More must be done to allay concerns among foreign investors about A-share market

By Li Qiaoyi Source:Global Times Published: 2017/7/3 20:03:39

Han Yik Photo: Li Qiaoyi/GT

 A key issue with China's capital market reform is that the country needs to bring more stability to the market, as this will help to attract foreign investment.

In fairness, the market regulator has been trying to address some of the key concerns facing outside investors and has made good progress. But that is not yet enough. Unlike the US, the Chinese equity market is mostly composed of a multitude of individual retail investors, and the proportion of institutional investors is much lower. So there is a perception that investing in China's A shares can be a bit of a gamble.

One of the key concerns right now is that more needs to be done to address stability in the equity market, and this should be the key focus for the regulator. There should perhaps be private sessions in which investors can talk to the regulatory authorities about some of the areas that most impact their ability to make investments within China. Also, there needs to be more transparency for there to be more confidence among overseas investors that their investment will be safe.

It has been suggested that these reforms could happen more quickly. Understandably, the view from within China has always been that the country should take a slow and measured pace. Nevertheless, for overseas investors who are eager to enter the Chinese market, they have expectations that the pace of reforms could be accelerated, and this might help to attract their investment more quickly. The recent decision by US index provider MSCI to include China's A shares in its Emerging Markets Index will automatically draw in an influx of money to the Chinese market. It will also place increased pressure on the Chinese authorities to increase their performance in terms of instituting reforms.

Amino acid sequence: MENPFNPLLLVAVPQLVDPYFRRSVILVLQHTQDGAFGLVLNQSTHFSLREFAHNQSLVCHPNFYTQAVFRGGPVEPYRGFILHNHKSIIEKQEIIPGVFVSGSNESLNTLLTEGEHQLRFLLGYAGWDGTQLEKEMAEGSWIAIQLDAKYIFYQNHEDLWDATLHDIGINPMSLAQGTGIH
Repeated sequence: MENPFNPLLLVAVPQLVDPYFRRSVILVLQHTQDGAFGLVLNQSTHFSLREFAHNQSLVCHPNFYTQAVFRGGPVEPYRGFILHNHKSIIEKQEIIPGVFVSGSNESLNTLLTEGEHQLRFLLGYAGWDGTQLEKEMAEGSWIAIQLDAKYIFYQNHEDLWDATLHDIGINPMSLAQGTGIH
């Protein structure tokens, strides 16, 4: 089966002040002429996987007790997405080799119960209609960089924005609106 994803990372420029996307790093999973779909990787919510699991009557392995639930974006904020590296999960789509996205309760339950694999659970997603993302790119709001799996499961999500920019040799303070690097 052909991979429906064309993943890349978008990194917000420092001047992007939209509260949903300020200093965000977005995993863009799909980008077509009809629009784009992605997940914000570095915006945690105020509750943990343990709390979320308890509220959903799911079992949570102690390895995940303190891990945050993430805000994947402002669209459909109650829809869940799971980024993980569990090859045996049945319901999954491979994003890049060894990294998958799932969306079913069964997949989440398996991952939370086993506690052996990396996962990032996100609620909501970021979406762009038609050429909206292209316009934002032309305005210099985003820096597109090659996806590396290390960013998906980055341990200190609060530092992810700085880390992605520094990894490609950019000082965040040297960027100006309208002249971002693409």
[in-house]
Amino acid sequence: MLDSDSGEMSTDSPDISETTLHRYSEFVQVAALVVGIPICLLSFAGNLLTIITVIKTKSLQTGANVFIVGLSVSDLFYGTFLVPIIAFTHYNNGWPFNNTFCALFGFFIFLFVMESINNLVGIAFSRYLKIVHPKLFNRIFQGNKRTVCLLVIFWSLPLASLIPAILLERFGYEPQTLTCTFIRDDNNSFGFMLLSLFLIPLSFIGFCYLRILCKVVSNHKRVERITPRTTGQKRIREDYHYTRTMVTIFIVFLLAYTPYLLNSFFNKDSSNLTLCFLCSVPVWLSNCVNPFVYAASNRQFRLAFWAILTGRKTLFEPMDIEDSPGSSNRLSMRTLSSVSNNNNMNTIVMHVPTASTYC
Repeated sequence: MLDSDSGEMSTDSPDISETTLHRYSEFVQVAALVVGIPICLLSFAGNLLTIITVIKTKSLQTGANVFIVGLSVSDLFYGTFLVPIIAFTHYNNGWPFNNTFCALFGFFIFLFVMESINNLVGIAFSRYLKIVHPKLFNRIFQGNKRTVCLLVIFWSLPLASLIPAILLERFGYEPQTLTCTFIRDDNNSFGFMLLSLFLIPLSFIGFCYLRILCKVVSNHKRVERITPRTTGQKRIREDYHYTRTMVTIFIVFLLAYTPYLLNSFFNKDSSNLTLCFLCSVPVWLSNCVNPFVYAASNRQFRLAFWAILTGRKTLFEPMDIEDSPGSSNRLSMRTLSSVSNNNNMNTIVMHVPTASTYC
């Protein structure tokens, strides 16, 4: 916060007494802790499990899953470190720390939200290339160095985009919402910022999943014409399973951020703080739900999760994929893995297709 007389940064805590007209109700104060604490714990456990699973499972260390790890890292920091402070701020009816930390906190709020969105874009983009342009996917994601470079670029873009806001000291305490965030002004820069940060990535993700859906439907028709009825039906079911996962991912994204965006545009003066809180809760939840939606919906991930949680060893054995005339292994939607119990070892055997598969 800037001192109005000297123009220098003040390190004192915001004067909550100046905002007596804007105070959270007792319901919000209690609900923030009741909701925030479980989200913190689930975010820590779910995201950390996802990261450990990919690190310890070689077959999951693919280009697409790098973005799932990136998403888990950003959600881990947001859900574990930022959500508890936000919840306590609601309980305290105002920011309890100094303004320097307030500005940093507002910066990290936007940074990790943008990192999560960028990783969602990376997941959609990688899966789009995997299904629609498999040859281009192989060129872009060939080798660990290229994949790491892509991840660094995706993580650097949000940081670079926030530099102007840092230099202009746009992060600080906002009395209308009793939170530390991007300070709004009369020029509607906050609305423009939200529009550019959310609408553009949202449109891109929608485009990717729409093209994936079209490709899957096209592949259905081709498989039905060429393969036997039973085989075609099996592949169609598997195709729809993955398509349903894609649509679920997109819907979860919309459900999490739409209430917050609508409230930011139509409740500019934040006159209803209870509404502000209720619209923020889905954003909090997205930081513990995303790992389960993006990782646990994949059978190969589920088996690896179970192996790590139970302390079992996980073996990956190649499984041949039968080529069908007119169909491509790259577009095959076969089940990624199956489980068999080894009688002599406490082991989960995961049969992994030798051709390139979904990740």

Having said that, one of the governance issues is that the market regulator perhaps has excessive influence on the market, which can be seen in its criticism of specific investors, and this can have a chilling effect on the market. The regulator's job should be to make sure that the markets are running efficiently and to let investors do their part by investing in the areas they choose.

The article was compiled by Global Times reporter Li Qiaoyi based on an exclusive interview with Han Yik, head of Institutional Investors at the World Economic Forum (WEF), last week during the WEF "Summer Davos" forum in Dalian.

Posted in: INSIDER'S EYE

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